Shopify commits to spending at least $5 million USD annually to fight for our environment. 

The Shopify Sustainability Fund will house all of our environmental investments, including carbon sequestration. Our intention is to increase our financial commitment annually based on our revenue growth. 

The fund will intelligently commit every dollar to the most promising, impactful technologies and projects fighting climate change globally, even if it means overpaying for them.

To start, our fund includes: 

  • Buying $1M of sequestered carbon annually at any price: Shopify is committed to investing at least $1 million USD each year into carbon sequestration. Our goal is to kickstart the demand and predictability of this market so industrial engineering can scale and the price can come down. 
  • Carbon-neutral operations: We've bought enough renewable energy to neutralize our carbon footprint in Canada, and in 2020 we plan to power 100% of our global operations with renewable energy. We’ll offset all travel-related emissions too.
  • Carbon-neutral platform: All of Shopify runs in data centers powered by renewable energy.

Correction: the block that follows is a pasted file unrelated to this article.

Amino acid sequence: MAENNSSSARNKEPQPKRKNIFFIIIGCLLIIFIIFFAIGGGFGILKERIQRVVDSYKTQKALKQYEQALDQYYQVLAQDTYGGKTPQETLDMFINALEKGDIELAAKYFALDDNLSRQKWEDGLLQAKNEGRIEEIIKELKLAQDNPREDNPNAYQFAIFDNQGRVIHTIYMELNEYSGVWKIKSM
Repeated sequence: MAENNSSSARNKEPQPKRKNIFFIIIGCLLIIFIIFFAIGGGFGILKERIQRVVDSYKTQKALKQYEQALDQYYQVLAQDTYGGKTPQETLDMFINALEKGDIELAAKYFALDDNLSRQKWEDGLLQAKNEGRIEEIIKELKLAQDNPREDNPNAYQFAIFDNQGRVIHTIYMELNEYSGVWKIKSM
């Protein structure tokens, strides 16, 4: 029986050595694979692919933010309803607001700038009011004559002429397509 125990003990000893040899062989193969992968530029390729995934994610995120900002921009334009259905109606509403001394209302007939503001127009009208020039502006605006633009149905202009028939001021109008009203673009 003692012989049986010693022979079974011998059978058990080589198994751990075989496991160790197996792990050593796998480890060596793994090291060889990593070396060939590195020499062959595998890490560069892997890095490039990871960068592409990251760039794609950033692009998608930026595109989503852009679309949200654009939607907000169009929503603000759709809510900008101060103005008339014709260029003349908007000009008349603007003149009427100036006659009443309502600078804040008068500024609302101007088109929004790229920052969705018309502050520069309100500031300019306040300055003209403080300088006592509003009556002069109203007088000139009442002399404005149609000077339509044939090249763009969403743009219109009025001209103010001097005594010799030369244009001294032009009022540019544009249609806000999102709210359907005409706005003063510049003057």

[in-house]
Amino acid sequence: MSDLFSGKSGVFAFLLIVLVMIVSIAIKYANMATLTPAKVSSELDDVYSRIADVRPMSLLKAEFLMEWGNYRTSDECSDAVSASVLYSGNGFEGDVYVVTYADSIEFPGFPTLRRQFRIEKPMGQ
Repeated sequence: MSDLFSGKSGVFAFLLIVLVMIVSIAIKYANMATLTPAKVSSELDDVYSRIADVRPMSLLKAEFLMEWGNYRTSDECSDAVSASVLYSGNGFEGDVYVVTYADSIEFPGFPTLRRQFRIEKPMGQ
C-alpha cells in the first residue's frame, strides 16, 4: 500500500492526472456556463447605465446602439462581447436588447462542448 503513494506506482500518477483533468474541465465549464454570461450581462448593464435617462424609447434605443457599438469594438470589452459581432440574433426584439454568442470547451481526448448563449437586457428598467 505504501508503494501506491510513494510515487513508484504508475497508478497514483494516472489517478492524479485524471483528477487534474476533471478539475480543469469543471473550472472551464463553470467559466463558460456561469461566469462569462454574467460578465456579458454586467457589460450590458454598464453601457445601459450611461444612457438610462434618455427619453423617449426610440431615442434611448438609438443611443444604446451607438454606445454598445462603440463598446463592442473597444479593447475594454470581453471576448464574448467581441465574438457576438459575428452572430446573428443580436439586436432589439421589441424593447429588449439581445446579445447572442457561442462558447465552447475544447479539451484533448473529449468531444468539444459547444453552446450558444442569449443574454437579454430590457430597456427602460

• Sustainable offices: We look for LEED-certified office space, and most of our square footage is LEED Gold or Platinum. We’ve chosen buildings in areas with high transit and walkability scores, and built with local materials wherever possible. This also includes minor but locally impactful things like adding bike racks and storage to every office.

We'll allow our merchants and their buyers to take part in our efforts.

  • Sustainable shipping: Sustainability will remain a core principle of the Shopify Fulfillment Network, with a focus on sustainable packaging. 
  • Merchants can participate: We plan to offer our merchants the ability to achieve carbon neutrality or negative carbon emissions on their shipments through a simple app they can install in their stores. 
  • Buyers can participate: People who are concerned about the impact of all the packages arriving at their door can download Shopify’s Arrive app. We plan to use our fund to automatically offset the carbon impact of all shipments tracked through the app.

We urge you to join us

Commerce is a powerful vehicle for change. Using the market forces of supply and demand to further worthy causes is one of the most potent recipes for progress. We can apply this thinking to even the world’s greatest problems, like climate change. If you’re curious, read more about Shopify’s environmental stance.

Individuals and businesses making conscious choices can change the world. Vote with your dollars to kickstart markets like carbon sequestration, and help us preserve our pale blue dot.

- tobi
CEO Shopify

(original at https://news.shopify.com/we-need-to-talk-about-carbon )